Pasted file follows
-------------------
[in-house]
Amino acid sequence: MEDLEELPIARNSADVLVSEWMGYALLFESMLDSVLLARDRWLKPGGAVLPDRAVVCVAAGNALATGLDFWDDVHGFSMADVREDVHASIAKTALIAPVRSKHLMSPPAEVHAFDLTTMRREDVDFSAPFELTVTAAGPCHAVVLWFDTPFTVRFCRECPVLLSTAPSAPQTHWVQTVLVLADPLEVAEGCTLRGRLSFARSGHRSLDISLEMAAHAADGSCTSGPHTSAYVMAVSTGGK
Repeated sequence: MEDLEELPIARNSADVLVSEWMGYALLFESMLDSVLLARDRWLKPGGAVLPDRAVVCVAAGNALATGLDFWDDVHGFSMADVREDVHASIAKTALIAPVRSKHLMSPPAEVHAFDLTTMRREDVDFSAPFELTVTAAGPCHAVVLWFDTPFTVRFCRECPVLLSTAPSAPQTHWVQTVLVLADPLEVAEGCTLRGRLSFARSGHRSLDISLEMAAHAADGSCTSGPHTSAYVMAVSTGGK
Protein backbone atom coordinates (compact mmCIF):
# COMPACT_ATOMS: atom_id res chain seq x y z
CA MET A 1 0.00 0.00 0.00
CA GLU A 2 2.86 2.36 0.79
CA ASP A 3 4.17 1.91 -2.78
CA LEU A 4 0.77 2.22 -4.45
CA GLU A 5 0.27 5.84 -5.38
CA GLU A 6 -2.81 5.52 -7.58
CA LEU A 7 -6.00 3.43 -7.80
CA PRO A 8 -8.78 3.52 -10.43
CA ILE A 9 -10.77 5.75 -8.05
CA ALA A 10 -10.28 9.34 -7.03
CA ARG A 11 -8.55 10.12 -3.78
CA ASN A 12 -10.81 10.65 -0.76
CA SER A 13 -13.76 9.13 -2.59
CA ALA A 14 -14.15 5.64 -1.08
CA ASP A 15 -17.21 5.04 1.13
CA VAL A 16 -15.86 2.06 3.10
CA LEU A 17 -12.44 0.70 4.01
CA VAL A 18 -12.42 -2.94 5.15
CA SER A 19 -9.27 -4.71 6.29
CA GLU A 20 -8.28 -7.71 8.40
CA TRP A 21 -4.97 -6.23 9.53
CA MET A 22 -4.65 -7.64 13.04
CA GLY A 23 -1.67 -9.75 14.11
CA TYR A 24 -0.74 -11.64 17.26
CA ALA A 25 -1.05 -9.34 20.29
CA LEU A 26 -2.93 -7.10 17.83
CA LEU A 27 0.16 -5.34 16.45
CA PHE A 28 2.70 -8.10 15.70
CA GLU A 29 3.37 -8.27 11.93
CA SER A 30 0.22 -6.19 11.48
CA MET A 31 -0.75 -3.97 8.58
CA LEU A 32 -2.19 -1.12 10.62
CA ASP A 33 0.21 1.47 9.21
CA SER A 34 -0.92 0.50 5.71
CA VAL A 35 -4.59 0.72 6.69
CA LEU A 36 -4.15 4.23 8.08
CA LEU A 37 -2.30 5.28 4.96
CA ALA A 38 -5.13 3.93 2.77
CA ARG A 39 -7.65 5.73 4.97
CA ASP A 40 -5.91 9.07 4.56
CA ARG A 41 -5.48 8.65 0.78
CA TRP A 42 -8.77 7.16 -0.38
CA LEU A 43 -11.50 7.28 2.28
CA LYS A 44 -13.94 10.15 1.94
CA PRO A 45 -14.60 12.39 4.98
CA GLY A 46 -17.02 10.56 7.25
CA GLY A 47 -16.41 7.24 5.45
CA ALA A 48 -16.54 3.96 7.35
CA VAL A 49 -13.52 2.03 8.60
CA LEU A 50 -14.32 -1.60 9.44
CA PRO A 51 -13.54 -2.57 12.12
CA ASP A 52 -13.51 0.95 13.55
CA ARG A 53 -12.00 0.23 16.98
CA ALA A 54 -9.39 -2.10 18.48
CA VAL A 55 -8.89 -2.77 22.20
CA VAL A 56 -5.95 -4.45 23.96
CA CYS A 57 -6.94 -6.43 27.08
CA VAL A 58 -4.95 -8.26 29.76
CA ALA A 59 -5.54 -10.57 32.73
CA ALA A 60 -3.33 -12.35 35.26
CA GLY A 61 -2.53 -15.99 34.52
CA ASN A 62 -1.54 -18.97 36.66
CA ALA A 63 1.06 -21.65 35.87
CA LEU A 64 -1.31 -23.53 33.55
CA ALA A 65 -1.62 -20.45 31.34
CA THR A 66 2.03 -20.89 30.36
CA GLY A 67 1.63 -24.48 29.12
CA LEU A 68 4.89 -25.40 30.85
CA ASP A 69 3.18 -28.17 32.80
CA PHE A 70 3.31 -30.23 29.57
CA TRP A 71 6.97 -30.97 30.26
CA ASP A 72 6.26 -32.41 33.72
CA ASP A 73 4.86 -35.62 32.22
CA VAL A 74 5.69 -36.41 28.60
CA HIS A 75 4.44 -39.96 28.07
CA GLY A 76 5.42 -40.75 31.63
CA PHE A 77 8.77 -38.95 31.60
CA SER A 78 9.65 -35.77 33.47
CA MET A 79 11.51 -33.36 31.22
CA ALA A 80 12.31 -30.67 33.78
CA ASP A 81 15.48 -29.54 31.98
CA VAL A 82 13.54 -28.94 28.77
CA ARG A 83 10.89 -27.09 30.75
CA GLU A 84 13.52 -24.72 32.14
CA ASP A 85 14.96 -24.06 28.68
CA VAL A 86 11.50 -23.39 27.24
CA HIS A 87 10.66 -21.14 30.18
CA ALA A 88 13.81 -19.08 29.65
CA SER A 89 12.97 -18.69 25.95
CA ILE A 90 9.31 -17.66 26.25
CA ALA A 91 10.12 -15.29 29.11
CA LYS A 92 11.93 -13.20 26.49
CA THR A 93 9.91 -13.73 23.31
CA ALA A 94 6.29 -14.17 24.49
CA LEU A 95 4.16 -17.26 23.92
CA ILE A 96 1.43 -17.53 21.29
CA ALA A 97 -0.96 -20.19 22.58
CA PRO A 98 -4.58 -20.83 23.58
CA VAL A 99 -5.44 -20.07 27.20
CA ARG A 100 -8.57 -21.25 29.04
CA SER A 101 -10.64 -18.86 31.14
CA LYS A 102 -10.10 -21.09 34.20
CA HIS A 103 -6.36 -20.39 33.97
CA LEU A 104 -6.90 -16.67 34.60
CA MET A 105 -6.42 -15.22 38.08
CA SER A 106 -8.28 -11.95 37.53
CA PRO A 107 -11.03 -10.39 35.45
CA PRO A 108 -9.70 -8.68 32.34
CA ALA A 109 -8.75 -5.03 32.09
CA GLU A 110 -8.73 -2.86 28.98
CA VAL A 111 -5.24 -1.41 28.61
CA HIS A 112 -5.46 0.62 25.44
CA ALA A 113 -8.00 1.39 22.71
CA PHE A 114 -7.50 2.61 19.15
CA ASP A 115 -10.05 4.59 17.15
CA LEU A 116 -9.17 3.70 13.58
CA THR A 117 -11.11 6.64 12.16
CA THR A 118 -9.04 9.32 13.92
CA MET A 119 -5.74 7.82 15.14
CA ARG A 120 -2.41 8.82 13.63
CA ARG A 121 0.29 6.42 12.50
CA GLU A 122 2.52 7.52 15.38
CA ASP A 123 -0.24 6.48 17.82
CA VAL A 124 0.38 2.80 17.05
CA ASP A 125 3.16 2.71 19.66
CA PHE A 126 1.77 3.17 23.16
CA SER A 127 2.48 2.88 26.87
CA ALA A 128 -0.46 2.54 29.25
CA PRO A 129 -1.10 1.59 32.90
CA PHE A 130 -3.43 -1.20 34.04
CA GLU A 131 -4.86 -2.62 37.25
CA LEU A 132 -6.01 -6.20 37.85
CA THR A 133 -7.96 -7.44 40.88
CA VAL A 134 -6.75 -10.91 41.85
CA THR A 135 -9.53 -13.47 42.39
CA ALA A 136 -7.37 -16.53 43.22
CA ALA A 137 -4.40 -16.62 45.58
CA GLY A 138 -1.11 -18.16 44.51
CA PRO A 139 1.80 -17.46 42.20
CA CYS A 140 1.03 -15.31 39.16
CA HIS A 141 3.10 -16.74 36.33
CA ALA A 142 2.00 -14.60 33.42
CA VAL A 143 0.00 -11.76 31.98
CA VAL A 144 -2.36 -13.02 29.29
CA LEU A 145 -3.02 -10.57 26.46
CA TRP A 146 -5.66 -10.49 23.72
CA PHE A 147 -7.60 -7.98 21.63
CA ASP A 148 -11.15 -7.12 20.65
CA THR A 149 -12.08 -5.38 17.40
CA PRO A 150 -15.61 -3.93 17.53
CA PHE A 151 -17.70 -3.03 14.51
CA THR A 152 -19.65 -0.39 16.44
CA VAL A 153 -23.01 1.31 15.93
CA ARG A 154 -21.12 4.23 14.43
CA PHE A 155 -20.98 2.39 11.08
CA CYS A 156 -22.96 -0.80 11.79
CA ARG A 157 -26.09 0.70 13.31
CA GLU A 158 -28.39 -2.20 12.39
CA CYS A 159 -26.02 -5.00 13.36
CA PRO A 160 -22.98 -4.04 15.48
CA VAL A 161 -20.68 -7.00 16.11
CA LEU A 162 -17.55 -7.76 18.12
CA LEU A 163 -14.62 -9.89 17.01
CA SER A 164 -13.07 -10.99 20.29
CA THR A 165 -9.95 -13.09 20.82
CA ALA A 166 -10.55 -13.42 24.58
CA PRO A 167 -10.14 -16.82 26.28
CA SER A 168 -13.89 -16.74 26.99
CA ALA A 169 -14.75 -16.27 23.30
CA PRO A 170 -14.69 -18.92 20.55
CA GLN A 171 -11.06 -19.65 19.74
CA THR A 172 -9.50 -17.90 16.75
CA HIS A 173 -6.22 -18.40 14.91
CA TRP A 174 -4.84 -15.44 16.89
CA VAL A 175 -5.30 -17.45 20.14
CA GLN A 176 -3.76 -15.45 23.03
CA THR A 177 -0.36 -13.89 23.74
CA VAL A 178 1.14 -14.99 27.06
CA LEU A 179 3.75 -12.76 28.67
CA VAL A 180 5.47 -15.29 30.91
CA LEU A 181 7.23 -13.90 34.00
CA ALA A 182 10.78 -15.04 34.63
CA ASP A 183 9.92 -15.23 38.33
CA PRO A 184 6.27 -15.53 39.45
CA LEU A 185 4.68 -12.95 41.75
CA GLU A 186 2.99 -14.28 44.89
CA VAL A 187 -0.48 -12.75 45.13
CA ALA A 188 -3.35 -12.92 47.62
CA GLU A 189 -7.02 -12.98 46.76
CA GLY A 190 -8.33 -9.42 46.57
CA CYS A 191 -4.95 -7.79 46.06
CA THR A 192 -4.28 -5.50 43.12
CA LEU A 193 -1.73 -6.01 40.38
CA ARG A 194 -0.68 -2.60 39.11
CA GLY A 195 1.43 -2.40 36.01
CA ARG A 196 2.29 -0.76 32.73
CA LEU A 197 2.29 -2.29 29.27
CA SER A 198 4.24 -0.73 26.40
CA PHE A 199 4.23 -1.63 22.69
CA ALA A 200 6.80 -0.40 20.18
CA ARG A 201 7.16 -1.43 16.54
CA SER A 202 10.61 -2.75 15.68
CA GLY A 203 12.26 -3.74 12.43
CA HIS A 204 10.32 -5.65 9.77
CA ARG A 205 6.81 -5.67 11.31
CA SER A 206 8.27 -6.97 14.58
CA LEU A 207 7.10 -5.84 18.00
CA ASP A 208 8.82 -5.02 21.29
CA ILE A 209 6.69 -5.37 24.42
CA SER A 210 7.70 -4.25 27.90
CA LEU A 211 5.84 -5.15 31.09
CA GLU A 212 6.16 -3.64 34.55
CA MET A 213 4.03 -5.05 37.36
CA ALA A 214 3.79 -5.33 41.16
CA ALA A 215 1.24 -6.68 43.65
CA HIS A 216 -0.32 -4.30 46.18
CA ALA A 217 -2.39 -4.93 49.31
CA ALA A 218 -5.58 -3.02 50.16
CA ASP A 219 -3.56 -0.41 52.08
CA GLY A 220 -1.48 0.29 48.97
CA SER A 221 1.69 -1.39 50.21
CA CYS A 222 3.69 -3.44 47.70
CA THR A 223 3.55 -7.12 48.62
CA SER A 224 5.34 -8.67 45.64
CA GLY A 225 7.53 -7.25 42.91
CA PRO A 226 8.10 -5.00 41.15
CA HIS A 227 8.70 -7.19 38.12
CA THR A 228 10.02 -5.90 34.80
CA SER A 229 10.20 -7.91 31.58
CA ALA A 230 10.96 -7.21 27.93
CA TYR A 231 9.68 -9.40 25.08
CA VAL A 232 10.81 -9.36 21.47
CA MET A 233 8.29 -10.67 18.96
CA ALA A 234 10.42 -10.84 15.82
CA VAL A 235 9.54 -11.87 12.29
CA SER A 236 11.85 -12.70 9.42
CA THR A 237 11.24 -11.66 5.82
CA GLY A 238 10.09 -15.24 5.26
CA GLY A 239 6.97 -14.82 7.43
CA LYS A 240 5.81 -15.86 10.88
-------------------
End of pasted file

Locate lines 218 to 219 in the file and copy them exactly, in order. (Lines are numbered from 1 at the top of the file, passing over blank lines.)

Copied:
CA MET A 213 4.03 -5.05 37.36
CA ALA A 214 3.79 -5.33 41.16